I spent the weekend in my room in Flagstaff, sorting and packing — and still I barely made a dent. Packing up 15-plus years of accumulated crap is hard, y’all.
Okay, that’s not entirely true. I spent Saturday night and Sunday morning with trash bags and cardboard boxes. I also enjoyed a Saturday-morning gabfest/brainstorming session with my Northern Arizona RWA chapter mates. I’m telling you, knowing what awaited at home wasn’t conducive to getting my butt out of the Denny’s booth we were occupying.
I confess to being a bit of a hoarder, so paring down my stuff won’t be easy.
For example, I didn’t want to part with these …
… My first author business cards, which I designed after finaling in the Golden Heart in 2011.
They don’t take up much room. They also don’t match my redesigned website or brand, so there’s no reason to keep them … but it was so hard to just toss them in the recycling bin. I did hang onto about five of them—purely for archival purposes, of course.
Where else have I been?
JUST RIGHT was featured in the April Turquoise Morning Press newsletter, along with new releases by Bella Masters and May Williams. May’s “Playing the Piper” is another of the “and they lived Happily Ever After” tales.
That’s it. It’s been a pretty quiet week.
Soon, I’ll be ordering books for the Payson Book Festival. And—fingers crossed—moving into a new place.
Whether you’ve A) finished your taxes and spent your refund or B) plan to race to the mailbox at 11:59 p.m., now’s a the perfect time to take a short break and enjoy my first-ever Writer Wednesday post.
I’m kicking off the series with fellow Turquoise Morning Press author Jennifer Anderson, who happens to be well-versed in firsts. Last month, she was the inaugural guest on Maggie Wells/Margaret Etheridge’s Monday Mayhem feature.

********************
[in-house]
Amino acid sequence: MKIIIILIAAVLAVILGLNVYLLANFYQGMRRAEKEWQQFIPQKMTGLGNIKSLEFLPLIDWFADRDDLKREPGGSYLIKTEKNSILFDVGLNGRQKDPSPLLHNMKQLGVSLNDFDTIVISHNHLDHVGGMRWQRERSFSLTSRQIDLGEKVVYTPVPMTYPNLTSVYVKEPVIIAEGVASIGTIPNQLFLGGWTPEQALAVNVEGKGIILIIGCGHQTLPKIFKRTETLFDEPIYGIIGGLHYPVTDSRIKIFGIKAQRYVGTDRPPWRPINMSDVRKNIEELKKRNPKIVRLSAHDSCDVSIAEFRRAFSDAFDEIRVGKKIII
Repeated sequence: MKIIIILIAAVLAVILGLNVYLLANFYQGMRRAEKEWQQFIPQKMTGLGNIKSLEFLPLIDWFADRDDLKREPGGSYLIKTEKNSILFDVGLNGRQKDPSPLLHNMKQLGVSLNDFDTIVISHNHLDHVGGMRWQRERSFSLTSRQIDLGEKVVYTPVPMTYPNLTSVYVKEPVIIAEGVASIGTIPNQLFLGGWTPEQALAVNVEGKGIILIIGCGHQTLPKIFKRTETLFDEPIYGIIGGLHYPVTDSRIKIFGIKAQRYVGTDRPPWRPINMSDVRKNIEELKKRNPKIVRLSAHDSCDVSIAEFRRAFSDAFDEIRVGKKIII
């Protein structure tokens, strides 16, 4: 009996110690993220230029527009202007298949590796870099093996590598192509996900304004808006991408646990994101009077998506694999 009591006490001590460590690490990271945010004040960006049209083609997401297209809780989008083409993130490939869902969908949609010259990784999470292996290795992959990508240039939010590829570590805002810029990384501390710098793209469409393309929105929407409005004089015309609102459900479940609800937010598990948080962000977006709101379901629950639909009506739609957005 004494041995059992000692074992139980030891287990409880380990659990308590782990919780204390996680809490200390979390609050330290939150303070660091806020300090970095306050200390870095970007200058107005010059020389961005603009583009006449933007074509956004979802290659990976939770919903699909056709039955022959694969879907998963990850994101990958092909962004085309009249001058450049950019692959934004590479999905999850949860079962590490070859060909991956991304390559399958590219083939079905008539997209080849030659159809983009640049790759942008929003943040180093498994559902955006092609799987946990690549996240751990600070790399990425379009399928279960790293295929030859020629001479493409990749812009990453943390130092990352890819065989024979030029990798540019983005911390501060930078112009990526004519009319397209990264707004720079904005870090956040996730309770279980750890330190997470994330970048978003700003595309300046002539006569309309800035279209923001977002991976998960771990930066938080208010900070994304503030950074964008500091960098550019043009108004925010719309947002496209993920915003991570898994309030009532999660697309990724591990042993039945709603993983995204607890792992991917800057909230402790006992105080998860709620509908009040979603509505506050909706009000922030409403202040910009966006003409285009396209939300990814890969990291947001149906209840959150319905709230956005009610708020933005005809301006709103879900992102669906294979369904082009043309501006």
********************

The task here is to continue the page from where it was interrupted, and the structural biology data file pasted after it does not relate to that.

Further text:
That was a lot of fun, and I’m glad to have her here. Let’s kick off Writer Wednesday with a bang, too.
In her own words, Jennifer is a ref, chauffer, master chef and booboo kisser. When she’s not wielding her super mom powers, she likes to weave sentences together and offer a little escape to her readers. You can usually find her sitting in the dark in front of her computer, falling in love with her characters. Send chocolate!
Her most recent release, Finding You, is new adult fiction. The blurb:
A long-lost grandfather dies, leaving Jessica Crispin a sizable inheritance. The only catch? She has to find her mom, whom she hasn’t seen since she was two, and she only has thirty days to do it.
Enlisting her best friend Violet, Jessica sets out on a road trip determined to solve a mystery fed by deceit and misinformation from people she thought she could trust.
On the way, she meets Jackson, whose kindness and sexy pale blue eyes make her wish he would come along for the ride.
Clues from her mother lead her far from home and to a secret Jessica never imagined. And as the deadline looms, Jessica must make peace with the ghosts of her past and risk dreaming of a future pursuing her secret passion with Jackson by her side.